December 14, 2013

Nice hair-and-feminism ad from the Philippines.

15 comments:

Virgil Hilts said...

A lot of women who looked like these do would never even get hired. http://www.forbes.com/sites/kylesmith/2013/04/04/its-time-for-companies-to-fire-their-human-resource-departments/

madAsHell said...

Labels on women applied by women.

n.n said...

What a strange little world some people live in. Who thinks like this? That said, it does make for an emotionally appealing marketing campaign.

FullMoon said...



A pushy ,vain bitchy asshole is just that, in either gender.

Shouting Thomas said...

You haven't noticed, have you, Althouse, that the opening of the lawyer biz to women en masse has had the same outcome as it does for all professions?

The legal biz is collapsing.

Converting the lawyer biz into a quota, diversity and babysitting biz produced the predictable result.

The Wild West era of the legal biz, before women started pouring in, was interesting and challenging. Women, as they always do, have made the biz boring and focused on security. And the biz is now in a tailspin.

EDH said...

More "Lean In" feel-good propaganda. This time, surprise!, intended to sell soap to women. How 1950s.

What each compliment-pejorative paring implies is that the pejorative threshold is lower for the same quality in women than men.

Maybe. It's naturally more difficult if not impossible to make cardinal comparisons across sexes versus ordinal comparisons within them.

So you also have to look at the pejoratives that are applied to men and women for the same breach.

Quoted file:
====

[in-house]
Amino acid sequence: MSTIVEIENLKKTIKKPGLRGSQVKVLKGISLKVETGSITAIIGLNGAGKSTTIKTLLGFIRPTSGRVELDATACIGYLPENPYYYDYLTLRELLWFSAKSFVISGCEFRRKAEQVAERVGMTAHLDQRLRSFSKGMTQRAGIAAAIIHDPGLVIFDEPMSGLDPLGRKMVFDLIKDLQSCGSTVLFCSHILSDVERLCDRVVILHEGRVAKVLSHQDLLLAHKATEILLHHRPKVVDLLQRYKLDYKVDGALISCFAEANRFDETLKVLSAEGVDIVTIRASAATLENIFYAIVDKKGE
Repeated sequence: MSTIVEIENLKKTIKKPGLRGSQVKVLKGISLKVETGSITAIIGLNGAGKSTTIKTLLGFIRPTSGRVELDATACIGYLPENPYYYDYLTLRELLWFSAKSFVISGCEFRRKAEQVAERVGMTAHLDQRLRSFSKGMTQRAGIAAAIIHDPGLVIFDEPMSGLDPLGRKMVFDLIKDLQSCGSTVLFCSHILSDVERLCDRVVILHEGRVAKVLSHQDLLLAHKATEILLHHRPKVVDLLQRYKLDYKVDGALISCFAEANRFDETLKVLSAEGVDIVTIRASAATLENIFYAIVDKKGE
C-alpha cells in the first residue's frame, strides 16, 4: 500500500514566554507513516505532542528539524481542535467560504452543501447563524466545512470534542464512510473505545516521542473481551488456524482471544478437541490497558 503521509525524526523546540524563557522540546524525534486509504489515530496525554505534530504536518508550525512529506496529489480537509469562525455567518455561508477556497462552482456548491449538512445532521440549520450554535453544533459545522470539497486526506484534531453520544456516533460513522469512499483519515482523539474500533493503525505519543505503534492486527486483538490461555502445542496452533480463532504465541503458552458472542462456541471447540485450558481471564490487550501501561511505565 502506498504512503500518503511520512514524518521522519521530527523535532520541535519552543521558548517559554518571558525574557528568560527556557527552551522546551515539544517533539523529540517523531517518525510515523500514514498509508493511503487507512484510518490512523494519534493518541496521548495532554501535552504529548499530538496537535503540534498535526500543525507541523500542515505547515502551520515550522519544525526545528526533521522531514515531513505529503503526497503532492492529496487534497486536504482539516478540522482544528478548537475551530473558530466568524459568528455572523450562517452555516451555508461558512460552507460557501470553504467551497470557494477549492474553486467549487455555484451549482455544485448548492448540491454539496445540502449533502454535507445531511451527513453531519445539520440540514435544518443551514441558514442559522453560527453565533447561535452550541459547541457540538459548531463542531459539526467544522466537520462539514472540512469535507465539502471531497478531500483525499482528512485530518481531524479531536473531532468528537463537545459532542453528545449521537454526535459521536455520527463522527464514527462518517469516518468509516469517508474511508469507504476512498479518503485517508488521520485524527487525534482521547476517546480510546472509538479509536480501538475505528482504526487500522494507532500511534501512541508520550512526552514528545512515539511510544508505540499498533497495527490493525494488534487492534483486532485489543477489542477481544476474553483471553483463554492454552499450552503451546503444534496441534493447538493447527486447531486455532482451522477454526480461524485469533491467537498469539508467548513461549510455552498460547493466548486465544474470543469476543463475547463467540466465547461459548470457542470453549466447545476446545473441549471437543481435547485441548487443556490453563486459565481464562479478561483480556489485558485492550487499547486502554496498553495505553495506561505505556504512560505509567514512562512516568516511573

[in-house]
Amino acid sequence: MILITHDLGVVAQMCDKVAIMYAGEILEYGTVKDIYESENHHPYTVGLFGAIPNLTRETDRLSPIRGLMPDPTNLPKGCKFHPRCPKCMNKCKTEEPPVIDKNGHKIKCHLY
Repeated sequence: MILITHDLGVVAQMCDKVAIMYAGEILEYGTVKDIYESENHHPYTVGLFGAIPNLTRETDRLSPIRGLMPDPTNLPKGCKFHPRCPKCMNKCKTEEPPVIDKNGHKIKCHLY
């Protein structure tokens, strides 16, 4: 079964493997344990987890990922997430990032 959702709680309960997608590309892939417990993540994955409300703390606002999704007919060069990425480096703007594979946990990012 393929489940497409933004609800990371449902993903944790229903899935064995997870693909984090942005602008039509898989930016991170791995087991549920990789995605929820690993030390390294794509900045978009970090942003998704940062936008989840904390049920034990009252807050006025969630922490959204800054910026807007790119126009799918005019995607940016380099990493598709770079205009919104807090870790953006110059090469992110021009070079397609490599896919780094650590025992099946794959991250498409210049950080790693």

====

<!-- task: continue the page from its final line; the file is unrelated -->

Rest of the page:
Women: Bossy; Men: Controlling, dictatorial, oppressive.

Women: Pushy; Men: Overpowering, domineering, predatory, rapey.

Women: Selfish; Men: Egotistical, narcissistic, narrow-minded.

Note: in each case the extreme quality ascribed to the woman tends to go to the specific behavior; in the case of the man, his character. And that may be the source of the alleged double standard: women are being accuse of acting like a man, a/k/a acting like a dick.

The last two societal thresholds with respect to appearance, Vanity and Show-Off, are so much lower with respect to men (usually used to question their manhood itself) that the ad looses all credibility.

But again, the ad is selling soap appealing to the vanity of woman.

Not nice.

Big Mike said...

We see it all the time. Chris Matthews is provocative. Megan Kelly is an ignorant b***h. Just ask any lefty.

David said...

I never got past "lovely" when looking at those ladies.

Which maybe was the point of the ad.

Clyde said...

I found it interesting that the commercial was in English, but upon reading the Wikipedia article about the Philippines (which has 171 living languages), it became obvious why they did it. The ethnic and linguistic diversity there makes the old Yugoslavia look almost monolithic.

Larry J said...

The Philippines has a national language (Tagalog) but a lot of the people speak English. At social gatherings, they often speak a mixture known as "Taglish" where random English words are thrown in. When my wife gets together with her Filipina friends, they often speak very fast and loud with a great deal of laughter. We husbands know to stay away, stay away.

DinobotPrime said...

Larry J